My name is Reiley Clark and I’m a a 20-year-old multidisciplinary studies major with concentrations in history, European international relations and photography at WVU. I’m a sophomore from Charleston, WV, and will be studying at Ulster University in Coleraine, Northern Ireland, until June. While abroad, I hope to take pictures for a personal portfolio, explore castles, and visit the town my ancestors are from.
What made you want to study abroad?
I am a transfer student from University of Charleston, where I attended my freshman year of college. I had the privilege of studying abroad with the university to Greece, where we studied classical Greek history and lifestyle. This unbelievable experience lasted a month and left me craving a longer abroad opportunity.
When I arrived at WVU, I declared a major in multidisciplinary studies and decided to study abroad as much as possible. By being abroad, I’ve learned perspective and people skills, and it forces me to learn something new every day.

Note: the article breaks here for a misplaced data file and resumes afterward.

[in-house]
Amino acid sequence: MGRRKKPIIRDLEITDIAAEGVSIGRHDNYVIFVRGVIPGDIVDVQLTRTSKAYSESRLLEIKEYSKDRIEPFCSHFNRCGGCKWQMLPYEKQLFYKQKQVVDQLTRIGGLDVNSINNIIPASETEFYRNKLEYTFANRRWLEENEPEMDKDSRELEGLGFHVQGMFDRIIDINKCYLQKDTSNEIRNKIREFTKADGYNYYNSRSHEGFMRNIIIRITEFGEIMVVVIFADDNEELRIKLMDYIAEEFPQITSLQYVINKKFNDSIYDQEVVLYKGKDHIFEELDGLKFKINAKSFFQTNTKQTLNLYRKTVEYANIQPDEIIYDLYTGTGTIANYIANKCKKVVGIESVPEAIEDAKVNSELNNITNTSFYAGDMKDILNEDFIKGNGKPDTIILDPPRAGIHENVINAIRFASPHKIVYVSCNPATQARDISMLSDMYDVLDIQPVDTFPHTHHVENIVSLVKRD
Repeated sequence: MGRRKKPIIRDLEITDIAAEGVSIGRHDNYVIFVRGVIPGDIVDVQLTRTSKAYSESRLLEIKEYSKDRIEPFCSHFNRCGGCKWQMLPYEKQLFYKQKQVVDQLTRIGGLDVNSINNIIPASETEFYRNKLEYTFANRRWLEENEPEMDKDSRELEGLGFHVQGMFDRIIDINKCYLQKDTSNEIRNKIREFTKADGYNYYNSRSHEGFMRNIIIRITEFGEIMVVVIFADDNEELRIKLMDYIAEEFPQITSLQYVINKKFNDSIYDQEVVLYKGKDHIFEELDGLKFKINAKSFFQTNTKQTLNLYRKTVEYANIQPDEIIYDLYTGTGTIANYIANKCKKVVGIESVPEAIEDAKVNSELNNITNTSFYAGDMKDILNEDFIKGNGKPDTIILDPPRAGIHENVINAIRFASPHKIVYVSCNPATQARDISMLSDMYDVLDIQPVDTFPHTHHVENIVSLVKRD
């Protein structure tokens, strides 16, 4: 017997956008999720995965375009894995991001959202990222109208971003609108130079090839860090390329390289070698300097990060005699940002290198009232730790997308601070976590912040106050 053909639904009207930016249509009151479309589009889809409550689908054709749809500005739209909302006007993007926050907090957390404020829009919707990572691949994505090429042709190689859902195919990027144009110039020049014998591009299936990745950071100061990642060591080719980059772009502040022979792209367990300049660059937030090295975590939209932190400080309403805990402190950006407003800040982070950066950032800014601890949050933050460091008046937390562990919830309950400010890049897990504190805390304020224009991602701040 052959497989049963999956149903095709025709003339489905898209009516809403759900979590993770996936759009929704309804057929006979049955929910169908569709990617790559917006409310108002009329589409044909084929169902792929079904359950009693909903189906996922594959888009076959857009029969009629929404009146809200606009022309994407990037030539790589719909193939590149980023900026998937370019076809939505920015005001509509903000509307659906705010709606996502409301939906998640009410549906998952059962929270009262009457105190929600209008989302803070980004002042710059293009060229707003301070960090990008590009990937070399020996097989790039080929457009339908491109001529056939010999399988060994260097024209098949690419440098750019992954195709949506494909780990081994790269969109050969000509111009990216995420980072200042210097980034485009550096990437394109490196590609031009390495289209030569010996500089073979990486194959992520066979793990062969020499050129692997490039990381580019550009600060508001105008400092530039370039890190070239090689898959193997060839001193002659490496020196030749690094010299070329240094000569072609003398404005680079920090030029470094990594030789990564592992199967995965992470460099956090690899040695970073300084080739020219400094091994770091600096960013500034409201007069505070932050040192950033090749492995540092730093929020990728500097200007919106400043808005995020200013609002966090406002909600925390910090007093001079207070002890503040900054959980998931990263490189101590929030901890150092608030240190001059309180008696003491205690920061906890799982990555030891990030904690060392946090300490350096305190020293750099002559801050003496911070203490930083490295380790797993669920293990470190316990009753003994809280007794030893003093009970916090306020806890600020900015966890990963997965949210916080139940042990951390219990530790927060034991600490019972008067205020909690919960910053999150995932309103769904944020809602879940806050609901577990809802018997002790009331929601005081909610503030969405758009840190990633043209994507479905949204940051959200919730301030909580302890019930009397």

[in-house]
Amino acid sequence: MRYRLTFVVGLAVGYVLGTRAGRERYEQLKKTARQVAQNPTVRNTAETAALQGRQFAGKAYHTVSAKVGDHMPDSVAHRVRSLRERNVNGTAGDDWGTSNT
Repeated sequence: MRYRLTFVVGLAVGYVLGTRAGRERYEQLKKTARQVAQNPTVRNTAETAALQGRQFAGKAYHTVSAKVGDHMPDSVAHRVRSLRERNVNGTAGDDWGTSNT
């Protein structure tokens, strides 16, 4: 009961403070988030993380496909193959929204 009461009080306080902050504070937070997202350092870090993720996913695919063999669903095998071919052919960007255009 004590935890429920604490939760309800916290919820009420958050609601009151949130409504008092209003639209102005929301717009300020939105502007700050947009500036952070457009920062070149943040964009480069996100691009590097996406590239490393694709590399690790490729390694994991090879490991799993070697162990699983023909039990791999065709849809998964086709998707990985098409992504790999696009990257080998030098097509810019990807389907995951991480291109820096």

What were your expectations for this trip?
I have learned that having high expectations can hinder any experience. It is best to embrace a situation like studying abroad with open arms and to be prepared for the long, hard days while also enjoying the breathtaking, beautiful days. My hope is to live in the moment, and that is the only expectation I have set for myself.
What do you hope to accomplish or do while abroad?
I hope to take amazing photographs and videos to help with my portfolio while in Northern Ireland. I also hope to come back with outstanding marks!
What has been your biggest culture shock, if anything?
The oddest culture shock I’ve experienced abroad so far is the pace of European life. In Greece, everything was slowed down to ensure time for life and conversation. Dinners were normally served around 8:00 or 9:00 p.m. and sometimes as late as 10:00 p.m., although lunch and breakfast times were roughly the same as in American.
Another shock was language and conversation tone. Sometimes in conversations, yelling would be paired with dramatic, loud movements. I would watch, thinking a fight was about to break out, but instead, I learned this was typical for Greek conversation.